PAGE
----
The most common causes of iatrogenic nerve injuries among patients in the study were the operations of bone fractures (23.9%), lymph node biopsy (19.7%), and carpal tunnel release (18%). The most affected nerves were median nerve (21.3%), accessory nerve (18%), radial nerve (15.6%), and peroneal nerve (11.5%). In 74 (60.7%) patients, surgery was performed 6 months after the injury, and in 48 (39.3%) surgery was performed within 6 months after the injury. In 80 (65.6%) patients, we found lesion in discontinuity, and in 42 (34.4%) patients lesion in continuity. The distribution of surgical procedures performed was as follows: autotransplantation (51.6%), neurolysis (23.8%), nerve transfer (13.9%), direct suture (8.2%), and resection of neuroma (2.5%). In total, we achieved satisfactory recovery in 91 (74.6%), whereas the result was dissatisfactory in 31 (25.4%) patients.

Patients with iatrogenic nerve injuries should be examined as soon as possible by experts with experience in traumatic nerve injuries so that the correct diagnosis can be reached and the appropriate therapy planned. The timing of reconstructive surgery and the technique used are the crucial factors for functional recover 9).


340 patients underwent surgery for iatrogenic nerve injuries over a 23-year period in the District Hospital of Günzburg (Neurosurgical Department of the University of Ulm). In a study published by the authors in 2001, 17.4% of the traumatic nerve lesions treated were iatrogenic. 94% of iatrogenic nerve injuries occurred during surgical procedures 10).

References

1)

Kumar A, Shukla D, Bhat DI, Devi BI. Iatrogenic peripheral nerve injuries. Neurol India. 2019;67(Supplement):S135-S139. doi:10.4103/0028-3886.250700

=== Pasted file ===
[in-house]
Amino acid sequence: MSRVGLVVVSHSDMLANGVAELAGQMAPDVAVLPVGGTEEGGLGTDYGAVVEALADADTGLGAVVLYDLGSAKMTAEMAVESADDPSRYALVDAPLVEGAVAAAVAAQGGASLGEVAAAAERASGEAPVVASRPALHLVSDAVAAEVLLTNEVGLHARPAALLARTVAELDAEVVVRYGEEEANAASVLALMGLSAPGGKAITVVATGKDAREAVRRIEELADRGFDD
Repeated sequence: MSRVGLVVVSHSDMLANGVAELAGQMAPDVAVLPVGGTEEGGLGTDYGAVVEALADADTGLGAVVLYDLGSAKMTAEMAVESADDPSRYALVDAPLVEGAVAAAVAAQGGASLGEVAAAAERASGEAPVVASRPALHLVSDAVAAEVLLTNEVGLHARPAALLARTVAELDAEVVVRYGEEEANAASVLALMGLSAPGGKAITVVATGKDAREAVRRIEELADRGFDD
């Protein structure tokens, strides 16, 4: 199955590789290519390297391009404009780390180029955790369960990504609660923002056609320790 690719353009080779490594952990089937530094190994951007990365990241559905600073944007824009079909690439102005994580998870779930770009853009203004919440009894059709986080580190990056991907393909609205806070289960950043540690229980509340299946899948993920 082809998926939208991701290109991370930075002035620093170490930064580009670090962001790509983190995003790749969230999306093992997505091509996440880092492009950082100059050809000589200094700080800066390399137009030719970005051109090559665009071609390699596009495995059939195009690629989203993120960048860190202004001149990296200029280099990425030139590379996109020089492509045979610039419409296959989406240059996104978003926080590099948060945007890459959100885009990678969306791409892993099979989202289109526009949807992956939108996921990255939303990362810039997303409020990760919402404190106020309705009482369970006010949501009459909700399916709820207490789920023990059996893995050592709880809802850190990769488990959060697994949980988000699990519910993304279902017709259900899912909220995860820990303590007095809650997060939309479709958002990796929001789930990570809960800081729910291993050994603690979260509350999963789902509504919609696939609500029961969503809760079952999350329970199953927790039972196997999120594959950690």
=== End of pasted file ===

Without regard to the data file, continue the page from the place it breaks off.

2)

Sinha S. Management protocol in the case of iatrogenic peripheral nerve injuries. Neurol India. 2019;67(Supplement):S140-S141. doi:10.4103/0028-3886.250696
3) , 4) , 5) , 7)

Deutsche Gesellschaft für Handchirurgie (DGH), Deutsche Gesellschaft für Neurologie (DGN), Deutsche Gesellschaft für Neurochirurgie (DGNC), Deutsche Gesellschaft für Orthopädie und Orthopädische Chirurgie (DGOOC), Deutsche Gesellschaft der Plastischen, Rekonstruktiven und Ästhetischen Chirurgen (DGPRÄC), Deutsche Gesellschaft für Unfallchirurgie (DGU) Leitlinen: Versorgung peripherer Nervenverletzungen. http://www.awmf.org/leitlinien/detail/ll/005-010.html Stand 30.06.2013
6)

Koenig RW, Schmidt TE, Heinen CPG, et al. Intraoperative high-resolution ultrasound: a new technique in the management of peripheral nerve disorders. Clinical article Journal of Neurosurgery. 2011;114:514–521
8)

Dubuisson A, Kaschten B, Steinmetz M, et al. Iatrogenic nerve injuries: a potentially serious medical and medicolegal problem. About a series of 42 patients and review of the literature [published online ahead of print, 2020 Jul 11]. Acta Neurol Belg. 2020;10.1007/s13760-020-01424-0. doi:10.1007/s13760-020-01424-0
9)

Rasulić L, Savić A, Vitošević F, et al. Iatrogenic Peripheral Nerve Injuries-Surgical Treatment and Outcome: 10 Years’ Experience. World Neurosurg. 2017;103:841-851.e6. doi:10.1016/j.wneu.2017.04.099
10)

Antoniadis G, Kretschmer T, Pedro MT, König RW, Heinen CP, Richter HP. Iatrogenic nerve injuries: prevalence, diagnosis and treatment. Dtsch Arztebl Int. 2014;111(16):273-279. doi:10.3238/arztebl.2014.0273